Indigo berry or Randia
Randia aculeata

Indigo Berry

Indigo berry is one of the toughest native plants available. This is found from the Florida Keys to Brevard County and withstands salt air, drought, and freezing temperatures. It likes soil with some organic matter and will not do well in white, sterile sandy soil. Not many plants do.

Indigo berry can be grown as an eight foot specimen shrub or clipped as a two foot hedge. The shiny leaves are dark green and tough. Male and female plants are separate, yet both produce fragrant, small white flowers. The female plants produce half inch oval white berries with a brittle skin that when broken contains an inky pulp with several flat seeds. Not tasty although a few can be eaten with no harm.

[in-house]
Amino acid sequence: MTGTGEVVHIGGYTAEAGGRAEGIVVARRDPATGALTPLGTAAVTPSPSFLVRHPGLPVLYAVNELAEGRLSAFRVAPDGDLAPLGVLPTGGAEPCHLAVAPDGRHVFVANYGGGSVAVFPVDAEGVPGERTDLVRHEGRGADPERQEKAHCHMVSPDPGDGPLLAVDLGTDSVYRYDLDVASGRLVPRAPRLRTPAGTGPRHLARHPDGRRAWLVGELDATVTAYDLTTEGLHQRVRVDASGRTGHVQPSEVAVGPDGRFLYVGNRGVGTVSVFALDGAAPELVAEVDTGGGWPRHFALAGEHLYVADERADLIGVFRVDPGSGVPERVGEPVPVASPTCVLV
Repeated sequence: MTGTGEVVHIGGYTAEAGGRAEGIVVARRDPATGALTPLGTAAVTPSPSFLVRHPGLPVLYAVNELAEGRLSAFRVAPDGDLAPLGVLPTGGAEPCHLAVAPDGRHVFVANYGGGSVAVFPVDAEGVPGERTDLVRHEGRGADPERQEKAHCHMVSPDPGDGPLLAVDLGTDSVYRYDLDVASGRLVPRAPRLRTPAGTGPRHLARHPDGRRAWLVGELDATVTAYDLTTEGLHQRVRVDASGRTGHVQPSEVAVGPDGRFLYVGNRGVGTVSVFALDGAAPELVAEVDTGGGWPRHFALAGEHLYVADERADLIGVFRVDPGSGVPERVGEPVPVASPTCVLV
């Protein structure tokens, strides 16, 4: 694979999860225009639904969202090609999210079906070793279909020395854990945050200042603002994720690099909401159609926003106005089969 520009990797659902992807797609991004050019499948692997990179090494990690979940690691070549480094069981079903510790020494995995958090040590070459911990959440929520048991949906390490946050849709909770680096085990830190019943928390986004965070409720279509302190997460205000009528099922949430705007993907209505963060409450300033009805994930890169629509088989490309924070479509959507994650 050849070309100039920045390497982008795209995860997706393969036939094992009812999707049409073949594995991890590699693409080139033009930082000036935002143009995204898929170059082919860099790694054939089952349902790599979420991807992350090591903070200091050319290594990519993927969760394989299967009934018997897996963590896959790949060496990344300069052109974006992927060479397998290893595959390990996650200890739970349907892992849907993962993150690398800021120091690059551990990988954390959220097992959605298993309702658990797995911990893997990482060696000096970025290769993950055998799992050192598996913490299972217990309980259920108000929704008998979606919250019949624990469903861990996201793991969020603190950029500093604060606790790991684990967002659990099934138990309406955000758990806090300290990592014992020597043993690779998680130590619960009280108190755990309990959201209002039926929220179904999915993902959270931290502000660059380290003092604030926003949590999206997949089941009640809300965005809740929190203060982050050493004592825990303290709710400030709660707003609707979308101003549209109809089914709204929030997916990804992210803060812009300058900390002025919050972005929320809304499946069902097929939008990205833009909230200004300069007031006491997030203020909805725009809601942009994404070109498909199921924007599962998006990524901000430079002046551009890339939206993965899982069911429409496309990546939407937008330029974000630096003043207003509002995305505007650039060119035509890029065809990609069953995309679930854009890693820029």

Birds eat the fruit and like to nest in the thick spiny branches. It is a larval food for the tantalus sphinx moth. There seems to be a varietal difference between the taller coastal plant and the shorter, compact one found in the pine rocklands.

Randia mixes well with coastal shrubs for a mixed hedge. The short form can be used to create a Keys theme. For this, try mixing with coontie, thrinax palms, ernodea, slash pines, tetrazygia, marlberry, quailberry and Chapman’s cassia. The small thorns make both forms a good security hedge that is uncomfortable to walk through.